Imagine if The Prince Of Tides had the world’s most boring baby with Nell as they watched To Kill A Mockingbird one late night on TMC, and you’ll get a glimmer of how I felt watching Where The Crawdads Sing, Oscar-nominated screenwriter Lucy Alibar’s (Beasts Of The Southern Wild) adaptation of Delia Owens’ bestseller, and easily the hands down contender for Worst Film of 2022. Making her feature directing debut, Olivia Newman knows how to produce workmanlike images, but struggles with such issues as pacing, performance, credibility, and an unbearably maudlin tone.
Set amidst the marshes and swamps of 1950s North Carolina (and yes, there’s a difference, which gets explained in the first of many voiceovers, along with the movie’s title, which never comes across as a classy thing to do in a film), the story honorably tries to explore the issues of cycles of abuse and overcoming trauma, but ends up a dull love triangle intercut with a sparks-free courtroom drama. By the time it reaches the inevitable “shocking twist” near the end, I gave up caring, despite it opening everything up to a bunch of unanswered questions.
Daisy Edgar-Jones, so fantastic in Normal People, Fresh, and Under The Banner Of Heaven, and easily one of my favorite younger actors, stars as Kya, who from early childhood has been living on her own in a backwoods house. That her mother and siblings escape her abusive father (Garret Dillahunt), who ultimately leaves Kya as well, defies credibility right from the start. Who would leave the youngest child alone with such a monster? I guess we’re supposed to think, “Hey, it’s the South and they do things different down there”.
We watch Kya, who gets dubbed “the Marsh Girl” by the locals, figure out how to survive, eventually foraging for mussels and selling them to Jumping and Mabel, the Black proprietors of the general store. As played by Michael Hyatt and Sterling Macer Jr., both very good, who know a thing or two about overcoming adversity, they provide the only oasis for Kya in her increasingly difficult life. Their story would make for a more compelling film, instead of centering it on an unbelievable main character.
As a teen, Kya develops a romance with Tate (Taylor John Smith), a childhood friend who encourages her in her fascination with plant and insect life. Eventually, he goes off to college, promising to return to her for the Fourth Of July, but he doesn’t, leaving Kya sad and alone in one of the few affecting scenes in the film. She eventually strikes up another relationship with Chase (Harris Dickinson, Beach Rats), a seemingly polite but alarmingly abusive man.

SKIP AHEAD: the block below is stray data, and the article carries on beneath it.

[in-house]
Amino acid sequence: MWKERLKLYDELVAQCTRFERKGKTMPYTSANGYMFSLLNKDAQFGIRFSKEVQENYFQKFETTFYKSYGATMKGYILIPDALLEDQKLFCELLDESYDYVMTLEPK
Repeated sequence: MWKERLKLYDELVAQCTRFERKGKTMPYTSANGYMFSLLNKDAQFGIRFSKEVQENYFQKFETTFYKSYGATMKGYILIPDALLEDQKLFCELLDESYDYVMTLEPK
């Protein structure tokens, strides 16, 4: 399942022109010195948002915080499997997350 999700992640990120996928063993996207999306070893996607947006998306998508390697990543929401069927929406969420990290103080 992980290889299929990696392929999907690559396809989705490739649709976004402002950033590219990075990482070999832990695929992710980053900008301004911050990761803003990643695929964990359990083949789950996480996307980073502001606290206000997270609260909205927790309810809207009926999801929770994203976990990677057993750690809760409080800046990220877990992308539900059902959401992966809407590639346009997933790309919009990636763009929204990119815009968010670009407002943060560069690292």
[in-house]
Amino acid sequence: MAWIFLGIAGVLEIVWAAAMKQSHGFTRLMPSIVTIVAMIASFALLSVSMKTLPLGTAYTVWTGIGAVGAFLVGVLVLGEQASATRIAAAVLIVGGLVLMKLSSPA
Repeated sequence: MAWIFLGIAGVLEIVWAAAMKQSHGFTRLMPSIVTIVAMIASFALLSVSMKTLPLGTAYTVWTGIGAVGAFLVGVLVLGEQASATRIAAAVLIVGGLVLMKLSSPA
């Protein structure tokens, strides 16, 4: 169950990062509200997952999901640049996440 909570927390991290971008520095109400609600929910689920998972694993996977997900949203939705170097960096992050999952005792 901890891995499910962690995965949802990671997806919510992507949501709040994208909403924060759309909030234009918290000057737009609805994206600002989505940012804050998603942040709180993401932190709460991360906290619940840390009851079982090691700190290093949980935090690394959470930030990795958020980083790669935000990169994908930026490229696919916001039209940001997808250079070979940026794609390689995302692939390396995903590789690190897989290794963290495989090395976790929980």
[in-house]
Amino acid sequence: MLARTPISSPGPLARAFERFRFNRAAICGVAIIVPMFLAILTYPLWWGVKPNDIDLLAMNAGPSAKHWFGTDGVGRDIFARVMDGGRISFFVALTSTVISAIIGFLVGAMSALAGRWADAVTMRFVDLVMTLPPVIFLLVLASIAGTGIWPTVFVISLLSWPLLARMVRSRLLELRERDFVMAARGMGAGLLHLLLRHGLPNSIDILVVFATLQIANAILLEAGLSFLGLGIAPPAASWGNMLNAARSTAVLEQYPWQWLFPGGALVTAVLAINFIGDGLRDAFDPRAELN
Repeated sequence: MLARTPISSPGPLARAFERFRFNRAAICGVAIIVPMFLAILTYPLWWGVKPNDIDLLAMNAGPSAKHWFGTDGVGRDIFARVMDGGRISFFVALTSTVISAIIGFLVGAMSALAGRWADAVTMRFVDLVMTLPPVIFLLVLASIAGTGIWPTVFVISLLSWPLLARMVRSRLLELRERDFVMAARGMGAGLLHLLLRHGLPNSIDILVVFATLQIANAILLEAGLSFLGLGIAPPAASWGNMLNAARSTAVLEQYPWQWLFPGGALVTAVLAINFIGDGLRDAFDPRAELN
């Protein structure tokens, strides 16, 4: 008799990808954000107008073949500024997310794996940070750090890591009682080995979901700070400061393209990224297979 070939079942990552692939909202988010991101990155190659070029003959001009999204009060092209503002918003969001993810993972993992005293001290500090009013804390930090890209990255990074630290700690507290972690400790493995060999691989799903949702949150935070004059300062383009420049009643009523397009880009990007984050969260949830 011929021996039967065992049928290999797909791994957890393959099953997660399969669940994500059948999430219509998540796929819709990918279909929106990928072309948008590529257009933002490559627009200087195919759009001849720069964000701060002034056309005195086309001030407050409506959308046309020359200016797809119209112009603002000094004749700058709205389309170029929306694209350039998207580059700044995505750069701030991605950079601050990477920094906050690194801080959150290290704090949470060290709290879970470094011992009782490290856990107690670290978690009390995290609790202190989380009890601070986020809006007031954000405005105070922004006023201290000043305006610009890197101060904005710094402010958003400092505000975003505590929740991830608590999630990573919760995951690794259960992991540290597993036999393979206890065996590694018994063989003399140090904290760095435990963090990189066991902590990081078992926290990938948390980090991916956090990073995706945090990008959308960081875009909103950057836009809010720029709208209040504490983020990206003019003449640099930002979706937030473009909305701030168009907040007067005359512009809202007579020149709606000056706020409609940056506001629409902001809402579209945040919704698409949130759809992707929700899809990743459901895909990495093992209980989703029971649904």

Charged with the murder of a significant character and put on trial, Kya, who has always been looked at by the community as a freak, gets that ridiculous movie cliché of a lawyer drawn out of retirement because he just has-ta, he just has-ta defend this poor child. As played by David Strathairn, in half speed Atticus Finch mode, his Tom Milton has “Great White Trope” written all over him.
I won’t spoil where all this goes, but suffice it to say, the two love interests feel almost interchangeable and bland, despite the element of danger attached to Boyfriend #2. The score by Mychael Danna (Oscar Winner for Life Of Pi) adds a hopelessly dull layer of syrup to an already snails-paced story. Edgar-Jones tries her best, and scores emotional points here and there, but either feels miscast or doesn’t quite find the right balance between the wild child and sophisticated grown-up that the improbable script demands. I’ll still watch anything she does, as she’s just so good. I have not read the source material, but this film plays like an overlong beach read that results in a terrible sunburn, dehydration, and the onset of heatstroke. Humorless, self-important and endless, Where The Crawdads Sing, the latest in a long string of Hollywood’s depiction of Southern Fried hokum, croaks instead.
By Glenn Gaylord, Senior Film Critic
Where The Crawdads Sing is currently playing in theaters worldwide and is doing quite well. So what do I know?